‘To what then will I compare the people of this generation, and what are they like? They are like children sitting in the market-place and calling to one another,
“We played the flute for you, and you did not dance;
we wailed, and you did not weep.”

For Yohanan the Baptist has come eating no bread and drinking no wine, and you say, “He has a demon”; the Son of Man has come eating and drinking, and you say, “Look, a glutton and a drunkard, a friend of tax-collectors and sinners!” Nevertheless, wisdom is vindicated by all her children’ (Lk 7:18-35, Mt. 11:2-18).

Yohanan’s Imprisonment

But Herod the ruler, who had been rebuked by him because of Herodias, his brother’s wife, and because of all the evil things that Herod had done, added to them all by shutting up Yohanan in prison (Lk 3:19-20).

Death of Yohanon

King Herod heard of it, for Yeshua’ name had become known. Some were saying, ‘Yohanan the baptizer has been raised from the dead; and for this reason these powers are at work in him.’ But others said, ‘It is Elijah.’ And others said, ‘It is a prophet, like one of the prophets of old.’ But when Herod heard of it, he said, ‘Yohanan, whom I beheaded, has been raised.’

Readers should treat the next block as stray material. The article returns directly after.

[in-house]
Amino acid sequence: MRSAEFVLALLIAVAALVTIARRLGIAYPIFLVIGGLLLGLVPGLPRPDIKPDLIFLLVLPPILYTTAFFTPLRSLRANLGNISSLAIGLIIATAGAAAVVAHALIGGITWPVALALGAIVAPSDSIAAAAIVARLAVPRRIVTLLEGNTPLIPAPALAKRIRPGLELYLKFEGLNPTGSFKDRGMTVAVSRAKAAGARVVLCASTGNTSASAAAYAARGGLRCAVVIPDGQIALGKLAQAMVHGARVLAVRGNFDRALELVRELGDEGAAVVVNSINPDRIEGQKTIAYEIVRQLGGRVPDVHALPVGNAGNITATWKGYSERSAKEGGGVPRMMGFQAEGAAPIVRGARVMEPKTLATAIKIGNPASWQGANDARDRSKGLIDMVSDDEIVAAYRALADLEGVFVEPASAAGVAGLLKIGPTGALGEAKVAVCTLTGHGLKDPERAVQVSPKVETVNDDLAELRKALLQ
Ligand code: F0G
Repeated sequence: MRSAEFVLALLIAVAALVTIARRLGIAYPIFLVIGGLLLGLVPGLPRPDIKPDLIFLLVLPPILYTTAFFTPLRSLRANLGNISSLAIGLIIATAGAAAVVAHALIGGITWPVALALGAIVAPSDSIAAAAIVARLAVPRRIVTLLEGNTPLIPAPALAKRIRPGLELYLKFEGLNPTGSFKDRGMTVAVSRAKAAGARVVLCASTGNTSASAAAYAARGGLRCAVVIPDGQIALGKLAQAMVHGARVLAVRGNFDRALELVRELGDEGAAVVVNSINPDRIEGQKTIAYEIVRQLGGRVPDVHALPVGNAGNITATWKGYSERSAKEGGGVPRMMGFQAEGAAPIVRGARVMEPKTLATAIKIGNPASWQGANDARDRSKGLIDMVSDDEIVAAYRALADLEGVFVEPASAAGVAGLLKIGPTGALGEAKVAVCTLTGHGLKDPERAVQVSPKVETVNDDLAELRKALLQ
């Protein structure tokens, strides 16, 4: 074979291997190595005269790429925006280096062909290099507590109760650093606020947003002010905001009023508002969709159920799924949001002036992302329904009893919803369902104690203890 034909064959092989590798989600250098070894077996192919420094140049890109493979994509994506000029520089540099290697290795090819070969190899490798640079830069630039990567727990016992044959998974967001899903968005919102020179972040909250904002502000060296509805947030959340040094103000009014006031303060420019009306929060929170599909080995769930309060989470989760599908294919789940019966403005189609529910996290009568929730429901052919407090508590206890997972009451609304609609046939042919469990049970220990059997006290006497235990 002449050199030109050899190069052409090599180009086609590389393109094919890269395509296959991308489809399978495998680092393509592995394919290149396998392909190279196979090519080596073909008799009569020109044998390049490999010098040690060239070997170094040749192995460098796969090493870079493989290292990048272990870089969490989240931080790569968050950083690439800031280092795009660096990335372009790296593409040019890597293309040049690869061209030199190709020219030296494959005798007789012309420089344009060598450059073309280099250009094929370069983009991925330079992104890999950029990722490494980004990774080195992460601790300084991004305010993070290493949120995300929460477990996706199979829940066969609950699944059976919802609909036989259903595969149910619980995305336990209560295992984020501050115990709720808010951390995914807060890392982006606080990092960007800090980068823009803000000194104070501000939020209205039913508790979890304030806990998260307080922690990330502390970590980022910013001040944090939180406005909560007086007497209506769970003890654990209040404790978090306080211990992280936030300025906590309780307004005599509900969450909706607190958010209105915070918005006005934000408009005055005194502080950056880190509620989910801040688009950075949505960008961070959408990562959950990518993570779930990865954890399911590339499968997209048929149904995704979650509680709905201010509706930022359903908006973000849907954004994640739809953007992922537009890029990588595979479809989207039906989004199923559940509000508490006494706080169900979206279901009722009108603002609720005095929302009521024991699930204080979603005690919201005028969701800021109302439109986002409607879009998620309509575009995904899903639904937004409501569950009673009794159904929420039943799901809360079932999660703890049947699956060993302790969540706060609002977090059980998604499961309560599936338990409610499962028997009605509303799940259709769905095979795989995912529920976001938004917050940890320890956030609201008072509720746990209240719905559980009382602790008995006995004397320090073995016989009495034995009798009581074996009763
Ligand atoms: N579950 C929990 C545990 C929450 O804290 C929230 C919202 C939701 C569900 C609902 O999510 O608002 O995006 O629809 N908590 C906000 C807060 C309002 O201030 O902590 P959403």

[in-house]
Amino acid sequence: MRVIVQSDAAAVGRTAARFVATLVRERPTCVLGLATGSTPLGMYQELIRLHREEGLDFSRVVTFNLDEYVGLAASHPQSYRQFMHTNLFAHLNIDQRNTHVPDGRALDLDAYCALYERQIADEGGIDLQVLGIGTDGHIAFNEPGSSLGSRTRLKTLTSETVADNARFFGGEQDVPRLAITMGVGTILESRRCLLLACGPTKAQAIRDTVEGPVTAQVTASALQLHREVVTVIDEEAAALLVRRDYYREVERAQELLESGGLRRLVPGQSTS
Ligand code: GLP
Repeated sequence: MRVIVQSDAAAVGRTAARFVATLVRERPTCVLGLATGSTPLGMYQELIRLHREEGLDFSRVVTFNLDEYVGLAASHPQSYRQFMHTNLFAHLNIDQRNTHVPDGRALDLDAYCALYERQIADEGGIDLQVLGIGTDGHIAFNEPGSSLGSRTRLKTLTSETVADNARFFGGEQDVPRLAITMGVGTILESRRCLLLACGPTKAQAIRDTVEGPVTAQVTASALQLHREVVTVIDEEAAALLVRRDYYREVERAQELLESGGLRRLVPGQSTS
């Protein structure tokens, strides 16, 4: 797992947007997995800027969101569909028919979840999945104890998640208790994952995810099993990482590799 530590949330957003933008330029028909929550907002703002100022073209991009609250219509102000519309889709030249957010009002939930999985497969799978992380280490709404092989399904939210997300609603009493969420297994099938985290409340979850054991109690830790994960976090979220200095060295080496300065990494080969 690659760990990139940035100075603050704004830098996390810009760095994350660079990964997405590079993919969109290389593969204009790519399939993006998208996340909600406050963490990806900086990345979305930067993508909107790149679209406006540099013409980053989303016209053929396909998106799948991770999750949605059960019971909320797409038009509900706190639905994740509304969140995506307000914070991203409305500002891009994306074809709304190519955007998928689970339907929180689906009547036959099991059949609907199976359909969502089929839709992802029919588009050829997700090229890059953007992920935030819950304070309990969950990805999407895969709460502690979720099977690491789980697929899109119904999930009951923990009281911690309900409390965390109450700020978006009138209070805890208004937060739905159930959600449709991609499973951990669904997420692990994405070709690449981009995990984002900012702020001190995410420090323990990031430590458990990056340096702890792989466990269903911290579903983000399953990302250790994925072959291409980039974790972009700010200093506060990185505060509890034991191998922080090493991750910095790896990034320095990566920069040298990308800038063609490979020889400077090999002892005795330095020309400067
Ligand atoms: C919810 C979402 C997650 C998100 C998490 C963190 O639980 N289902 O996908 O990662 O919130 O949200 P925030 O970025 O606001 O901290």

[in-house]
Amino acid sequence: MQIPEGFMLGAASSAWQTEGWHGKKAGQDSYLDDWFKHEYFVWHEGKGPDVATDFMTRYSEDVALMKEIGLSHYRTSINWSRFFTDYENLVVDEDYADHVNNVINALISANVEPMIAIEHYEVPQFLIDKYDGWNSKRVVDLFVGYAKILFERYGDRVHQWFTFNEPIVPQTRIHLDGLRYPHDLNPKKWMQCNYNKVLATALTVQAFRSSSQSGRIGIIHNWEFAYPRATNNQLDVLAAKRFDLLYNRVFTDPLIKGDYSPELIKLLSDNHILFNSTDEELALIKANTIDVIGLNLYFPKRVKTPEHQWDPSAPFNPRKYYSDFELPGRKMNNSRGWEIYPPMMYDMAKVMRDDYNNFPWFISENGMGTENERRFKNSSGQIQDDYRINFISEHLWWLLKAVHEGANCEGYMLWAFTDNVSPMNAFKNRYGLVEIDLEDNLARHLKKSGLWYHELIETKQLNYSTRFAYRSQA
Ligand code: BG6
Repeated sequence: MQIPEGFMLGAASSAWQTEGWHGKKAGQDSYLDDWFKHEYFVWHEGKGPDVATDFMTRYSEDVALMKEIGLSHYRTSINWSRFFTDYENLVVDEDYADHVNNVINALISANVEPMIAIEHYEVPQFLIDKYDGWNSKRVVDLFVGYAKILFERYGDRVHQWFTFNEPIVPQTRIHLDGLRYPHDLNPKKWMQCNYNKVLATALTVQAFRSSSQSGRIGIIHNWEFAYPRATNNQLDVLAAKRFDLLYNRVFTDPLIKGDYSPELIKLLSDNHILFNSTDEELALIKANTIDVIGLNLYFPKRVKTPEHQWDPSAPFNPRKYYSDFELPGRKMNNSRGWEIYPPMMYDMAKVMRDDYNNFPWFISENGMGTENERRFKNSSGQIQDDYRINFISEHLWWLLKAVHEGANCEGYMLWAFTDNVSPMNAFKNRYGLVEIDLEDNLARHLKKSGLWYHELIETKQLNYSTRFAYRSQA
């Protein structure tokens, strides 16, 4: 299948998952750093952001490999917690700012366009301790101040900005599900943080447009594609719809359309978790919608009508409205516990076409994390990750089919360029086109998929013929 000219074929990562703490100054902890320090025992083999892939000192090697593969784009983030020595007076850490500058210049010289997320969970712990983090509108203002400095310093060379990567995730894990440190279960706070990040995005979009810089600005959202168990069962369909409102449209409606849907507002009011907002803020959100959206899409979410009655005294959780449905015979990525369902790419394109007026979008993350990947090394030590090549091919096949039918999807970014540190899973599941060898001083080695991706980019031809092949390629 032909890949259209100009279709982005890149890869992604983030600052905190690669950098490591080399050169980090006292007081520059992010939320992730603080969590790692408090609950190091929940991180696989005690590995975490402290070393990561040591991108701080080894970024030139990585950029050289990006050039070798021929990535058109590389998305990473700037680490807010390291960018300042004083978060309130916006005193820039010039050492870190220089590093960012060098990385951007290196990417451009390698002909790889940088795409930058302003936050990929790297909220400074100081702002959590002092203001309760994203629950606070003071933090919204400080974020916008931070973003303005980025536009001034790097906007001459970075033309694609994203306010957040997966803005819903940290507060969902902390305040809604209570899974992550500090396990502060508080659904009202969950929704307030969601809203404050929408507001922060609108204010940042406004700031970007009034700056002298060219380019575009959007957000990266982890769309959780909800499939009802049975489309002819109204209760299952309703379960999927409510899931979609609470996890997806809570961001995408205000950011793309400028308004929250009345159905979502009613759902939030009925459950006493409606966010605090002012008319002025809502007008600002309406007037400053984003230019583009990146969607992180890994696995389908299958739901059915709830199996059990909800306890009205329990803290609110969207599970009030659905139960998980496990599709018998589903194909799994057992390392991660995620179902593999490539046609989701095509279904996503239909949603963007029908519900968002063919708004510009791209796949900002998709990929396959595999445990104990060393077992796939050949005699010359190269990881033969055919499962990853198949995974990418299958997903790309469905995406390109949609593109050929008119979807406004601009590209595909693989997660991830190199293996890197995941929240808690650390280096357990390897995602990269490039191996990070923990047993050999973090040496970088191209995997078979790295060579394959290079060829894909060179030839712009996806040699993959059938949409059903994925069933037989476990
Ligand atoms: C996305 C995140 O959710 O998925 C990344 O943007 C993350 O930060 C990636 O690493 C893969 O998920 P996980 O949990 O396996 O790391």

For Herod himself had sent men who arrested Yohanan, bound him, and put him in prison on account of Herodias, his brother Philip’s wife, because Herod had married her. For Yohanan had been telling Herod, ‘It is not lawful for you to have your brother’s wife.’ And Herodias had a grudge against him, and wanted to kill him. But she could not, for Herod feared Yohanan, knowing that he was a righteous and holy man, and he protected him. When he heard him, he was greatly perplexed; and yet he liked to listen to him. But an opportunity came when Herod on his birthday gave a banquet for his courtiers and officers and for the leaders of Galilee. When his daughter Herodias came in and danced, she pleased Herod and his guests; and the king said to the girl, ‘Ask me for whatever you wish, and I will give it.’ And he solemnly swore to her, ‘Whatever you ask me, I will give you, even half of my kingdom.’ She went out and said to her mother, ‘What should I ask for?’ She replied, ‘The head of Yohanan the baptizer.’ Immediately she rushed back to the king and requested, ‘I want you to give me at once the head of Yohanan the Baptist on a platter.’ The king was deeply grieved; yet out of regard for his oaths and for the guests, he did not want to refuse her. Immediately the king sent a soldier of the guard with orders to bring Yohanan’s head. He went and beheaded him in the prison, brought his head on a platter, and gave it to the girl. Then the girl gave it to her mother. When his disciples heard about it, they came and took his body, and laid it in a tomb (Mk 6:17-29, Mt 14:3-12).